Prayer, fasting, almsgiving, preparation
purple/red & dark violet-pain/suffering and sin. And royalty
46 days before Resurrection Sunday (not counting Sundays, so 40 days)
Holy Week:
recall Christ’s suffering
Maundy Thursday: Red-Disciples
Good Friday: Black-sin, death, life without God

7 days before Resurrection Sunday
Resurrection Sunday/ Easter
celebrate resurrection

White-purity, newness, hope
Gold/yellow-light of world
1st Sunday after 1st full moon after Spring Equinox
Eastertide
Season of Easter

Sundown the day before Resurrection Sunday Through Pentecost
Ascension Day
Resurrection of Christ and exaltation from servant to Lord/Ruler

40 days after Easter
Pentecost (Trinity Sunday)
church birthday
celebrate hope/Holy Spirit at work, reflection
white and gold/yellow
50 days after Easter
Ordinary Time
Ordinal (counted time)
Focus on faith (especially missions)
red: color of the church

Rest of the Church Year
Reformation Sunday
Luther & 95 Theses
Green
October 31st or Last Sunday of month
All Saints’ Day
Honor martyrs

November 1st or First Sunday of month
Ordinary Time


Rest of the Church Year
Christ the King Sunday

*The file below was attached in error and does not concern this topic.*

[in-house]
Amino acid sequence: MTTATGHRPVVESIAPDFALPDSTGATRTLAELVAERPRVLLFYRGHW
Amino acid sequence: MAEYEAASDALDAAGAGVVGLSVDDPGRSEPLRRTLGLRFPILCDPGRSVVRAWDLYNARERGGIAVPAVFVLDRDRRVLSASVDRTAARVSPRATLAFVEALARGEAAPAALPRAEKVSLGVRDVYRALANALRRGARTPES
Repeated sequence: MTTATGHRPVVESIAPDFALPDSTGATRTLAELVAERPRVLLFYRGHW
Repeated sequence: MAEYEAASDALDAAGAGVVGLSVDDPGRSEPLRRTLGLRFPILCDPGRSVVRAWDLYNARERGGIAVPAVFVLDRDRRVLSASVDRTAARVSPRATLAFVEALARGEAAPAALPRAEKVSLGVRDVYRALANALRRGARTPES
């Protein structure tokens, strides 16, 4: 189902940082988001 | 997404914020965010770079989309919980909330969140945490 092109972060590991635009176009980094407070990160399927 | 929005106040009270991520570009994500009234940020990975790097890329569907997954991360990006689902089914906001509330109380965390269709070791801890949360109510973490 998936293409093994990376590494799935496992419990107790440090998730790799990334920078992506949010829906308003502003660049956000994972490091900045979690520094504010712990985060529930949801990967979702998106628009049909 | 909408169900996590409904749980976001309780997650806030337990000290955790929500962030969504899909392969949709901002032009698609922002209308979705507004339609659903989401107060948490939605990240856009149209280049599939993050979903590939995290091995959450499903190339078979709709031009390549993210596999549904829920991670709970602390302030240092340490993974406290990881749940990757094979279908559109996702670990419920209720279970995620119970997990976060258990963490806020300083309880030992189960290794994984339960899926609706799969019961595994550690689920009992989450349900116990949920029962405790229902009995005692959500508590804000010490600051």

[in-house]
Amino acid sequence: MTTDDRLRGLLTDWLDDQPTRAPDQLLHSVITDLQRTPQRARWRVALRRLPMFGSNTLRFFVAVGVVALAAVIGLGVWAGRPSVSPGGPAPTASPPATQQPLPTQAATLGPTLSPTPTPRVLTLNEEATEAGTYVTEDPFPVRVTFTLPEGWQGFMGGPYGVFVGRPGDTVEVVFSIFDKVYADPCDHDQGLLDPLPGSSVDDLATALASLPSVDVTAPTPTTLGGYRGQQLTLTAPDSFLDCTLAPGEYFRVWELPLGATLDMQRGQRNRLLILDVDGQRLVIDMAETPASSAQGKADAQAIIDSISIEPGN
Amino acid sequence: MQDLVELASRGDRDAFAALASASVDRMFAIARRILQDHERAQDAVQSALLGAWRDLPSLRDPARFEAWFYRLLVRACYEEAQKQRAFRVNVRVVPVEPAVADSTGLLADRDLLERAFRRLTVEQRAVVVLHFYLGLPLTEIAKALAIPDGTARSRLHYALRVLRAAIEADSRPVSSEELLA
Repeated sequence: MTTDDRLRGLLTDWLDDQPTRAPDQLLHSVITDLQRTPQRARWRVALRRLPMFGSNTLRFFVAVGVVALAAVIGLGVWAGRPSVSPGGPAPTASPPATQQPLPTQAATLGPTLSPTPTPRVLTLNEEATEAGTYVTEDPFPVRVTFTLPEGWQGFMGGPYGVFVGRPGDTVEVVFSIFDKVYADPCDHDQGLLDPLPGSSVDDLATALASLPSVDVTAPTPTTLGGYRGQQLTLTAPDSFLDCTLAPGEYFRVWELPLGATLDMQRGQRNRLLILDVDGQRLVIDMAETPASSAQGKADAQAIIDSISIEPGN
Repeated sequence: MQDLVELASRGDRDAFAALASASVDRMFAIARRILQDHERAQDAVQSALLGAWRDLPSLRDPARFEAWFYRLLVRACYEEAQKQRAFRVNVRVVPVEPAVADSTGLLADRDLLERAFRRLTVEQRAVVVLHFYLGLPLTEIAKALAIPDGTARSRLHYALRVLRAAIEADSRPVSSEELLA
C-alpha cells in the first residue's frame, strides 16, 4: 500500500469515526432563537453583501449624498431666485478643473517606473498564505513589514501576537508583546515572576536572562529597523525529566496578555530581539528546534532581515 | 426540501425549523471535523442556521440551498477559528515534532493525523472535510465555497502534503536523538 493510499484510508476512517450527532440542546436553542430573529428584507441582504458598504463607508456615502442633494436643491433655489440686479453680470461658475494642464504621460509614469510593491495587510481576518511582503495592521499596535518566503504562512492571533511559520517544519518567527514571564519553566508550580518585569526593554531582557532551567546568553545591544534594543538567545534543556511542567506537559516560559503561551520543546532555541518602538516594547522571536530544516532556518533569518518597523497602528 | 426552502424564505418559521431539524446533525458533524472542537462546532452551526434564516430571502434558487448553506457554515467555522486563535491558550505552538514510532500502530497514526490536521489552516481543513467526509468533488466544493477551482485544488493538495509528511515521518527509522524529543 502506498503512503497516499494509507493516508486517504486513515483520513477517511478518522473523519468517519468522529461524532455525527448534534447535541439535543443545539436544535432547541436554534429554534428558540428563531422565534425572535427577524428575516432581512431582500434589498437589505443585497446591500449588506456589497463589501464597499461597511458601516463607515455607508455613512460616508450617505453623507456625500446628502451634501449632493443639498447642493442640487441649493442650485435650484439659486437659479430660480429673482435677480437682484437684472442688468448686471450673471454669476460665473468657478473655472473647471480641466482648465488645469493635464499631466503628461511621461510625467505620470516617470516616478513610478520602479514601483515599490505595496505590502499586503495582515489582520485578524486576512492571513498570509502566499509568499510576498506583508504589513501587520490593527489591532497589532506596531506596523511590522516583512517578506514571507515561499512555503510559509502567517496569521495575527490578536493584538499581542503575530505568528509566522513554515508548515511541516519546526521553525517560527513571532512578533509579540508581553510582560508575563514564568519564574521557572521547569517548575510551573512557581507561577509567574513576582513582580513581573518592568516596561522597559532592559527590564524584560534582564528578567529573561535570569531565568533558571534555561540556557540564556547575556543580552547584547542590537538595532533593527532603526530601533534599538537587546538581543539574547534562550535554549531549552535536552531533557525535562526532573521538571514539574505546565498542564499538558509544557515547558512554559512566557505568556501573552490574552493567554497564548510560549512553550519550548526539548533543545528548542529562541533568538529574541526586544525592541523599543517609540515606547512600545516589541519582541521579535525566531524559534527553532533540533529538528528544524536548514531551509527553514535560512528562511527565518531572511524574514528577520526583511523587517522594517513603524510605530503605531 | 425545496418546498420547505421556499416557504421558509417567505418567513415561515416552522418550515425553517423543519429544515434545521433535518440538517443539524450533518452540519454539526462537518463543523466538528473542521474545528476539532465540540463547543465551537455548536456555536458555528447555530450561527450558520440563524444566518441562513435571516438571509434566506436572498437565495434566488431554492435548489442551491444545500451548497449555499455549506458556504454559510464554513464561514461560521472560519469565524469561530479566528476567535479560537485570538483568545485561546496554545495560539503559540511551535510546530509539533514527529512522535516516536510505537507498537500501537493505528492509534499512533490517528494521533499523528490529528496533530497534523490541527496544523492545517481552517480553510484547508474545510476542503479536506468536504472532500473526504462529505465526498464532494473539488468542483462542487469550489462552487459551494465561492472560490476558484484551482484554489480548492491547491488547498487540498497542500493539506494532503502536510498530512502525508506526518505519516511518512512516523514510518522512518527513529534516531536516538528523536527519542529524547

Celebrate coming reign of Christ

Last Sunday before Advent




Church Year Holy Days
2012-2013 Church Year
Advent-coming/ arrival
December 2nd-December 23rd
Christmas
December 25th
Christmastide/Twelve Days of Christmas
December 25th/26th-Januray 5th/6th
Epiphany
January 6th
Candlemas

Transfiguration Sunday
February 10th
Ash Wednesday
February 13th
Lent-confess resistance to light
February 13th-March 30th
Holy Week:

March 24th-March 30th
Palm/Passion Sunday-March 24th
Maundy Thursday-March 28th
Good/Holy Friday-March 29th
Holy Saturday with Easter vigil-March 30th
Resurrection Sunday/ Easter
March 31st
Eastertide
March 30th-May 18th
Ascension Day
May 10th
Pentecost (Trinity Sunday)
May 19th
Ordinary Time
May 20th-October 26th
Reformation Sunday
October 27th 
All Saints’ Day
November 2rd
Ordinary Time
November 4th-November 23rd
Christ the King Sunday
November 24th

So why does this matter to the low church congregations? In my (humble) opinion, following the church seasons brings an awareness and conscientiousness to our faith. It's remembering our past, our heritage (i.e. Reformation Sunday). It's adding an awareness and an anticipation to our year (almost Advent, almost Christmas, almost Resurrection Sunday). No more will we walk into church and be surprised that it's the first Sunday of Advent or Easter, for we will awaiting these days and now when they are upcoming.


Future posts are planned to look more in depth at the Advent/Christmas season, the Twelve Days of Christmas, Epiphany, Lent, Holy Week/Resurrection Sunday, Pentecost, Ordinary Time, Reformation Sunday, and All Saints' Day. More future posts will be on hospitality, fasting, the Book of Common Prayer, and the concept of Sabbath. Eventually I will post about other topics that interest me, such as minimalism and frugality, and also subjects I'm passionate about, such as crafts and cooking/baking.